How Empathy Can Heal the Healthcare System

Physician burnout is a real issue in today’s health systems. When doctors are seeing dozens of patients a day, there’s little time left for creating deeper connections.

One doctor is trying to convince her colleagues that empathy is an overlooked tool that is worth their time.


In another piece of Illinois healthcare news, Dr. Diane Sliwka’s presentation at the 14th Annual Midwest Hospital Medicine Conference that took place in Chicago, October 18th-20 was designed to teach her colleagues concrete ways to improve the patient experience.


Organized by Northwestern Medicine, the conference gathered healthcare professionals from across the Midwest who shared their vision for the future of hospital medicine.


Sliwka’s research shows that stronger doctor-patient relationships have an array of benefits from improved pain control to a reduced the risk of coronary heart disease and a even a 40% reduction in hospital readmissions.


“A lot of us feel like there’s no time to spend on this,” Sliwka said. In reality, she explained, this practice is not all that time consuming.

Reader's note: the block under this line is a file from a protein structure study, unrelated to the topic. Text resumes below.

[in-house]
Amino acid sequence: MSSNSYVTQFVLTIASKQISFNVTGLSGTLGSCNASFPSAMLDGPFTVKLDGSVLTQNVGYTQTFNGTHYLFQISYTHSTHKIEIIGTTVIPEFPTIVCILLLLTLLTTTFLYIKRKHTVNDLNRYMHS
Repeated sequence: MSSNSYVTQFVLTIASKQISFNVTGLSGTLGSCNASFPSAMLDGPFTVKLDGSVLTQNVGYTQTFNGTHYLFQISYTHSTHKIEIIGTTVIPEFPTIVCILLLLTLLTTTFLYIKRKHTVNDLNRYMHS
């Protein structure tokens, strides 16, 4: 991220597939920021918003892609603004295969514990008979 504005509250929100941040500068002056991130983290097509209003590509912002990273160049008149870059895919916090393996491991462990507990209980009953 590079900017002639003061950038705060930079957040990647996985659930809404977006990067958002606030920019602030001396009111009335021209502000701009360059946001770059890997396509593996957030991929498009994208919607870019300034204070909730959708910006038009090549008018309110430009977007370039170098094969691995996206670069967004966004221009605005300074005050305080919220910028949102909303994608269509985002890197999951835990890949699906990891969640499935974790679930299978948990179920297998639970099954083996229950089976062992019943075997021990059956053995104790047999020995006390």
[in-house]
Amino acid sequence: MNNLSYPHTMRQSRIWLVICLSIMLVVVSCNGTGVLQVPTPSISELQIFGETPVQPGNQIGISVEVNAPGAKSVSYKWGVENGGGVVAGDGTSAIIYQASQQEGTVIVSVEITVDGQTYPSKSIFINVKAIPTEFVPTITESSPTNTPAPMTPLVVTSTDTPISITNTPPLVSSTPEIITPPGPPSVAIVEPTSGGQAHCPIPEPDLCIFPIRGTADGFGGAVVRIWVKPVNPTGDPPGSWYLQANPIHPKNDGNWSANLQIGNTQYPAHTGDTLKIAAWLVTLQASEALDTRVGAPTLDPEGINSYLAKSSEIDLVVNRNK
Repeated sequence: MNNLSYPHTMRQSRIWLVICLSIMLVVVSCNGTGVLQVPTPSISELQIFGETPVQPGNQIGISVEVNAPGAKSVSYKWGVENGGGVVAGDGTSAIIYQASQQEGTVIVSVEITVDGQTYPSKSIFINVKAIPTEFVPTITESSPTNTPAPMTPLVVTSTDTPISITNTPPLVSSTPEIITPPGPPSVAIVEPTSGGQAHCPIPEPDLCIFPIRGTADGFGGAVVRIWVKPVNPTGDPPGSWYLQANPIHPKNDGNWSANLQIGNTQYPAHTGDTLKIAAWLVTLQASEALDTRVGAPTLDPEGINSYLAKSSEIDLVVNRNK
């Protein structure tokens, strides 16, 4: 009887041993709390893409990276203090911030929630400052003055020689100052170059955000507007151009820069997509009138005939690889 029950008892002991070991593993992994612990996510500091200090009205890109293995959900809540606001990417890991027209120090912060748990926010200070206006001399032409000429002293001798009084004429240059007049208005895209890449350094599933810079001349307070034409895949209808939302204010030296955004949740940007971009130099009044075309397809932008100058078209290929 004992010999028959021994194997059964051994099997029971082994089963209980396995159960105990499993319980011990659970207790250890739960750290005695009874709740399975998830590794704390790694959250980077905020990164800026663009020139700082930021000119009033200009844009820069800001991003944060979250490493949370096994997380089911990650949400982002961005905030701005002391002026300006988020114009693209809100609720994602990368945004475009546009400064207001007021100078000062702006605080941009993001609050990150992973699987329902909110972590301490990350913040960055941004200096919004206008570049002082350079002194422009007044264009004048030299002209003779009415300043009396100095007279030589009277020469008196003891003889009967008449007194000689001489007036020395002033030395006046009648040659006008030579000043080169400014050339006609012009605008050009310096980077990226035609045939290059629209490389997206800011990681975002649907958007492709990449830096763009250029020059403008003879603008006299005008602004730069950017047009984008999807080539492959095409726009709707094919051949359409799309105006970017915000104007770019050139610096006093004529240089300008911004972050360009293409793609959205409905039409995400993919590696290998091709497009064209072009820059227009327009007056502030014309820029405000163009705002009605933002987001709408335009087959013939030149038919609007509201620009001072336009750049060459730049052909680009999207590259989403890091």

Uninterrupted, a patient will talk for about 90 seconds, that’s a small investment of time on behalf of the doctor and studies show that about 50% of cases could be diagnosed more accurately if medical providers would listen more.


Empathic doctors are also more efficient. Surgeons who made an emphatic statement spent on average 12.5 minutes per visit compared to 14 minutes for those who didn’t. For internists, the difference was slightly bigger: 17.5 minutes to 20 minutes.


While the medical community has yet to fully embrace these concepts, Sliwka is confident that this shift will transform the healthcare space for the better.

Learn what other healthcare trends are shaping the industry.

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